As writer and stay-at-home dad Brian Gresko sees it, narratives about fatherhood are slowly but surely becoming more present in overall conversations about parenthood. He notes that programs like NBC’s Today have honed in on dads by rebranding long-running segments like Today Moms into Today Parents (with an extra nod to Modern Dads). And online, Gresko says, “There’s definitely a growing trajectory of men writing honestly and openly about parenting” as a counterbalance to the well-established mommy-blogosphere.
Still, Gresko notes that while “there are also the so-called momoirs,” that genre doesn’t quite exist yet for dads. His new anthology, When I First Held You, compiles 22 essays on fatherhood from a host of distinguished contemporary attempts to showcase the wide range of experiences that men have as they grapple with being called “Dad.” I spoke with Gresko about the changing nature of fatherhood and visibility inside and outside of the home.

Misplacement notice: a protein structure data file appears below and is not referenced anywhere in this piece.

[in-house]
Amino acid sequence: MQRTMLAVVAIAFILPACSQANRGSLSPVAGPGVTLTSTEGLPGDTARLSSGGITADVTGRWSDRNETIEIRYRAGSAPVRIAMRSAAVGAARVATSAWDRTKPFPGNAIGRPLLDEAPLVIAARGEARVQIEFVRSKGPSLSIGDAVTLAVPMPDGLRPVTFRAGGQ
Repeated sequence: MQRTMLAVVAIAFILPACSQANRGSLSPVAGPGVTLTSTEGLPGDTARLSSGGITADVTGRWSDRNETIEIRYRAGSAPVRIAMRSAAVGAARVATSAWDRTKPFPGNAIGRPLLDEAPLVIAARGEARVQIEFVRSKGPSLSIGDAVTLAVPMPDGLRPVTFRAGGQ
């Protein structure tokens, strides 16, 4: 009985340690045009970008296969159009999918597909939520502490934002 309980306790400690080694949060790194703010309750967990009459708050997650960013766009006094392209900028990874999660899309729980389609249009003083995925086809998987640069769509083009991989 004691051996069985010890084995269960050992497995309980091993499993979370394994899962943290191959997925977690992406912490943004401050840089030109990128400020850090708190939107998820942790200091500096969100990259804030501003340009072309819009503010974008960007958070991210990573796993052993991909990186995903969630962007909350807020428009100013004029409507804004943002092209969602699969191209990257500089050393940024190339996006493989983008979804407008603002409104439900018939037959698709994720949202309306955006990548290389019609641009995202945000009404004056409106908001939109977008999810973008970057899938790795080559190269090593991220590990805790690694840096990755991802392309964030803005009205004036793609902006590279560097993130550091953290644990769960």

When did you become a stay-at-home dad and why was that the best decision for your family at the time?
My decision to be a writer and to be a dad all came kind of at the same time for me, or out of the same catalyst. At the time, my then-girlfriend was nearing 30 and wanted to have a family. That was a stumbling block in our relationship, and I took a year to get some space, and teach, and write in China. While I was there, I not only fell into a more regular practice of writing, but I also decided that I did, indeed, want to get married and start a family. When I came back home, I enrolled in an MFA program at The New School, my wife and I got married, and she became pregnant.